There are many derelict alleyways all over the city. Many are used for storing dumpsters and garbage, and so they have become eyesores and havens for nuisance behavior.
Recently though, designers and artists in Center City brainstormed for ways to reclaim poorly used passageways in the city in hopes of both beautifying and utilizing the spaces simultaneously.
One such effort was displayed last month at the annual Pearl Street Block Party, in the Chinatown North/Callowhill section of Center City. Over the course of the weekend, 10 artist and design teams took over the 1100 and 1200 blocks of Pearl Street (a side-street between Vine and Callowhill), displaying their artistic and utilitarian installations. The event was a collaboration between the annual event on Pearl Street and the annual city-wide Design Philadelphia event, sponsored by the Philadelphia Center for Architecture.
Each installation was conceived and constructed around this year’s theme of “SHIFT.”
Carter Smith, 24 of Delaware, helped create the “Emoji Gate” installation – an arch constructed of wood beams and wrapped in white paper.
“The emoji gate itself mimics the overall structure of the tunnel that we’re in, one of the viaducts of old Chinatown,” Smith said. “We decided to focus on how everyday language is shifting from text and words to pictures.”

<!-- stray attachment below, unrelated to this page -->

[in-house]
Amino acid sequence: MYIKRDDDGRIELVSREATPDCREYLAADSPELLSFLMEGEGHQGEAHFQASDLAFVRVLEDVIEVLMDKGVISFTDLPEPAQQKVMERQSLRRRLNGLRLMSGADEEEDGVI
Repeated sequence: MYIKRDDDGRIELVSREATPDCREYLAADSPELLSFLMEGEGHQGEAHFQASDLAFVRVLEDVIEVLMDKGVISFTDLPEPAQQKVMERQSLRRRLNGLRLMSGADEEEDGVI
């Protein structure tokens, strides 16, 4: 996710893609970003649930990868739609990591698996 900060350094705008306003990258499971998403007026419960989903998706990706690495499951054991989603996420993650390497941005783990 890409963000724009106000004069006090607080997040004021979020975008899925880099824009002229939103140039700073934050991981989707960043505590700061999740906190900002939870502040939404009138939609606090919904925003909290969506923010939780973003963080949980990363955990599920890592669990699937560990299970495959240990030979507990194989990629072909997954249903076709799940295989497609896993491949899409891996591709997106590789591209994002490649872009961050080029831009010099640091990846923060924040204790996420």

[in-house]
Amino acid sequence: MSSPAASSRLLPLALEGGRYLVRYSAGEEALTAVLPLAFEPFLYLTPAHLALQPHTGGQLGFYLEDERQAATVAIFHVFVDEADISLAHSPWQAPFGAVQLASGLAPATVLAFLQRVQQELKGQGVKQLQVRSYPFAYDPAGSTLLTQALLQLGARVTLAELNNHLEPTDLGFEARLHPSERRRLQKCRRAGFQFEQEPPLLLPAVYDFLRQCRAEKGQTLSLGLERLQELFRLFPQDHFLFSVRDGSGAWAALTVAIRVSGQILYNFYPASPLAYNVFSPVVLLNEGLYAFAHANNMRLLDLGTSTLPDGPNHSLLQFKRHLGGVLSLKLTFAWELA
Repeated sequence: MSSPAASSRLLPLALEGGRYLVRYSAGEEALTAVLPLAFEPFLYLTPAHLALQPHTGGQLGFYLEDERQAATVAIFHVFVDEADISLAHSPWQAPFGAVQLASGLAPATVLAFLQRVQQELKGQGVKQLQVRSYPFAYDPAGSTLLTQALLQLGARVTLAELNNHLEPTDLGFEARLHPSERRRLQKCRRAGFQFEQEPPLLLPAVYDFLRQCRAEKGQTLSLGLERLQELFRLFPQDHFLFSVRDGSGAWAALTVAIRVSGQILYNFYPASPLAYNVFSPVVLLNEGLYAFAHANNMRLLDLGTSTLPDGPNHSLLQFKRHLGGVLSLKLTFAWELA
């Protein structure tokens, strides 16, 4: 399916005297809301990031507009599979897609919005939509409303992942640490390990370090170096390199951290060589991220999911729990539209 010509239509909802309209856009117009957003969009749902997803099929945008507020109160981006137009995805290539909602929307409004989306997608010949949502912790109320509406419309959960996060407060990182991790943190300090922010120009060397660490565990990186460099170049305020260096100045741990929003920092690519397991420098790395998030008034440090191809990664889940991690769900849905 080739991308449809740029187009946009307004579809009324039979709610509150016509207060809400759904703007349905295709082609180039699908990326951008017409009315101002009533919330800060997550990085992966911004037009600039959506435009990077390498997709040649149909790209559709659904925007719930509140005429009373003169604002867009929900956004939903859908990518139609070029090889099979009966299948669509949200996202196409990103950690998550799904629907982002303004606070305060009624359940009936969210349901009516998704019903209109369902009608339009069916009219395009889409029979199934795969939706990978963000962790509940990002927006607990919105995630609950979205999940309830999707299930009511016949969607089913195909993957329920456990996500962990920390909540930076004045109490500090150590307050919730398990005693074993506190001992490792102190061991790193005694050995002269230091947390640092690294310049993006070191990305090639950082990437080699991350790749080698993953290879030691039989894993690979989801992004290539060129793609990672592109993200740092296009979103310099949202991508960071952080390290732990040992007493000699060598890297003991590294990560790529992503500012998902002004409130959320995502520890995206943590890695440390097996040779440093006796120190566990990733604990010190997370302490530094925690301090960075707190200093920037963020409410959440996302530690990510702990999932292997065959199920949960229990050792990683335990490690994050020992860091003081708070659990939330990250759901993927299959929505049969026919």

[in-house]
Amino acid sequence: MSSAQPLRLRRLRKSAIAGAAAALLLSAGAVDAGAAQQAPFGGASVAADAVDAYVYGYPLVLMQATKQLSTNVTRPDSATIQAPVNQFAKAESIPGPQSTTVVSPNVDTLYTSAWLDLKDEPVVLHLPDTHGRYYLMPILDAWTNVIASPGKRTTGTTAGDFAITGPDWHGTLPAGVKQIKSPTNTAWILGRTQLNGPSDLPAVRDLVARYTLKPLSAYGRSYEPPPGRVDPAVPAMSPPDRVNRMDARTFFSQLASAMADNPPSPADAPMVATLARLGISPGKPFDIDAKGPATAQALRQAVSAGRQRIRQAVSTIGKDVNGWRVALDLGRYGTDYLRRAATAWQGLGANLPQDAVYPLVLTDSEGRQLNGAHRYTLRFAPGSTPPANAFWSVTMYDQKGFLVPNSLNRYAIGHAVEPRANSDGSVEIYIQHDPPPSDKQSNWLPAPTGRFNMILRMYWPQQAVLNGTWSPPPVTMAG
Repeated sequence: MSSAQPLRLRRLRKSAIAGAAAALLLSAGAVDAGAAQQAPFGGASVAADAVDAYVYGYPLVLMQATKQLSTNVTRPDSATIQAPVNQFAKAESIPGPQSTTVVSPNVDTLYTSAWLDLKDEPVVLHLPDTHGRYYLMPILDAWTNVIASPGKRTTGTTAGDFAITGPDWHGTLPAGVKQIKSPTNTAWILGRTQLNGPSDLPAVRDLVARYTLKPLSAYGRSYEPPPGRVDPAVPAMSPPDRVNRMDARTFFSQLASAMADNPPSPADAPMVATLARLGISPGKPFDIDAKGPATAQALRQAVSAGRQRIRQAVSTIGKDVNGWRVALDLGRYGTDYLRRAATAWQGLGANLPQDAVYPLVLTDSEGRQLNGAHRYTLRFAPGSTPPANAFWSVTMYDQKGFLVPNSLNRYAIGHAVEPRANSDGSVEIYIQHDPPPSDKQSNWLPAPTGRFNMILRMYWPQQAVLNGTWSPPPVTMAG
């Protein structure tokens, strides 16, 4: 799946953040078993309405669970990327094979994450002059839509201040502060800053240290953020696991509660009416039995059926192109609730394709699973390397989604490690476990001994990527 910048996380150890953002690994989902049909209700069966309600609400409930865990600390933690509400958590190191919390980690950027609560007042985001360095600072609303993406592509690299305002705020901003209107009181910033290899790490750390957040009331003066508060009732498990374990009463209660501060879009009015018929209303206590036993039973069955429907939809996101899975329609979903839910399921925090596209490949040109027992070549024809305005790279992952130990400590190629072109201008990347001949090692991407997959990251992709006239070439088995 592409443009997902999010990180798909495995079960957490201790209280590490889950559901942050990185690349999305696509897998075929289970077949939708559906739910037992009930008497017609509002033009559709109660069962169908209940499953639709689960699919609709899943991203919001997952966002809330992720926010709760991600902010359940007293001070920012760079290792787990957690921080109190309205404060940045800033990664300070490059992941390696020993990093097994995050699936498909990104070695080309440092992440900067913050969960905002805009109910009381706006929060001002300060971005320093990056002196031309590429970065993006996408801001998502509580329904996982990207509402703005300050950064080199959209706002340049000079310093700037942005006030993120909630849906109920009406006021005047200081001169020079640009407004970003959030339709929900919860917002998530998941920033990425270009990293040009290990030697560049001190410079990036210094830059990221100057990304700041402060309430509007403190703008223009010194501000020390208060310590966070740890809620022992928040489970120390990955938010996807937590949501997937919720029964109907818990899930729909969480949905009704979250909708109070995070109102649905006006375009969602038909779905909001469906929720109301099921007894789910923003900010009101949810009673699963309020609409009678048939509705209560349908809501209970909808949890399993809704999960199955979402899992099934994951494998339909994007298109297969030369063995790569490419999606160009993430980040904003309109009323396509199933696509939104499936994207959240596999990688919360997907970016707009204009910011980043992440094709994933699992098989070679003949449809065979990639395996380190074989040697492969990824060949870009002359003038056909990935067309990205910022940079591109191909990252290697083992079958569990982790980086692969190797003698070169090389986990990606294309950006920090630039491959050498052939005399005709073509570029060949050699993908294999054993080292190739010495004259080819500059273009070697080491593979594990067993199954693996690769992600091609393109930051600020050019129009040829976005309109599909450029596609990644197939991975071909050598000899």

Another installation was called “When I Move, You Move,” a construct of wooden slats, pulleys and hinges which created three passageways for people to walkthrough. The slats were moveable. Moving one set, in one tunnel influenced and reshaped the dimensions of the other tunnels.
A third was simply referred to as the “BoomBox.”
“The basic structure is a set of IKEA bookshelves,” said Christopher Renn, one of the BoomBox team members.
The set of wooden shelves and cubes emitted everything from big band music to a reinterpretation of Michael Jackson’s Thriller.
“The whole idea is that it’s something that’s dynamic,” said Renn. “We’ve got a whole 12-piece band playing at certain times. Other times, there’s a DJ. Other times, there’s house music. It’s meant to be a stage for both the performers and the public. You can pull the boxes out, turn them around, mix up the artworks on the different sides, so everyone can be a part of the show.”
– Text, video and photos by Luke Harrington.